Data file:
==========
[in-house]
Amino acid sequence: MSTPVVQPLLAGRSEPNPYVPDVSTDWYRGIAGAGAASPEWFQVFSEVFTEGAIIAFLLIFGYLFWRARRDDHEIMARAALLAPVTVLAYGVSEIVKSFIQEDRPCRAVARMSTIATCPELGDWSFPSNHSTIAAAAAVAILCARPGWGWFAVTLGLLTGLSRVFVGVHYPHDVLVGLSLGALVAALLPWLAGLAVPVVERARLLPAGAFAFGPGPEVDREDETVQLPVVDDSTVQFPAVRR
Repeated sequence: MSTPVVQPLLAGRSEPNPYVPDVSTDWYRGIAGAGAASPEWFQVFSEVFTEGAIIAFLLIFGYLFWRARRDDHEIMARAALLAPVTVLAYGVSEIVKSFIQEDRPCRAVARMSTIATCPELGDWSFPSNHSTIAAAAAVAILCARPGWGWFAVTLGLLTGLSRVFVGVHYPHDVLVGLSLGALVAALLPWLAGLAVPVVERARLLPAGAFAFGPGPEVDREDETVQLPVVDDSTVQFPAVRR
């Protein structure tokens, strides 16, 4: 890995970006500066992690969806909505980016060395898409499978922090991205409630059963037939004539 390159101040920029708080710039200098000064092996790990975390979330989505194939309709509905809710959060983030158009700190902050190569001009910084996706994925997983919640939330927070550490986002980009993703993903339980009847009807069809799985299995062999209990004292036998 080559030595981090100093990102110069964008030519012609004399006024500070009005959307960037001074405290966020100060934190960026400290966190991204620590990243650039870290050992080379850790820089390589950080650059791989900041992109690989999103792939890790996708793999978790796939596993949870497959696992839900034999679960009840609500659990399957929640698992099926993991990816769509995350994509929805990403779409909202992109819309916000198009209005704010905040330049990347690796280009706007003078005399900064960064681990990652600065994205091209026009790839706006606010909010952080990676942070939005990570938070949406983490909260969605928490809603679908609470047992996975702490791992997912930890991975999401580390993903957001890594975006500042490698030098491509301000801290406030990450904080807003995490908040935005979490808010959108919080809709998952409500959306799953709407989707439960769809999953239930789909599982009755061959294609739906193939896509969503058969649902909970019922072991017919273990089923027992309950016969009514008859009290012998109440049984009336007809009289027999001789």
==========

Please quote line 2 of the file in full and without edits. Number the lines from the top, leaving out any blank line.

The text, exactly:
Amino acid sequence: MSTPVVQPLLAGRSEPNPYVPDVSTDWYRGIAGAGAASPEWFQVFSEVFTEGAIIAFLLIFGYLFWRARRDDHEIMARAALLAPVTVLAYGVSEIVKSFIQEDRPCRAVARMSTIATCPELGDWSFPSNHSTIAAAAAVAILCARPGWGWFAVTLGLLTGLSRVFVGVHYPHDVLVGLSLGALVAALLPWLAGLAVPVVERARLLPAGAFAFGPGPEVDREDETVQLPVVDDSTVQFPAVRR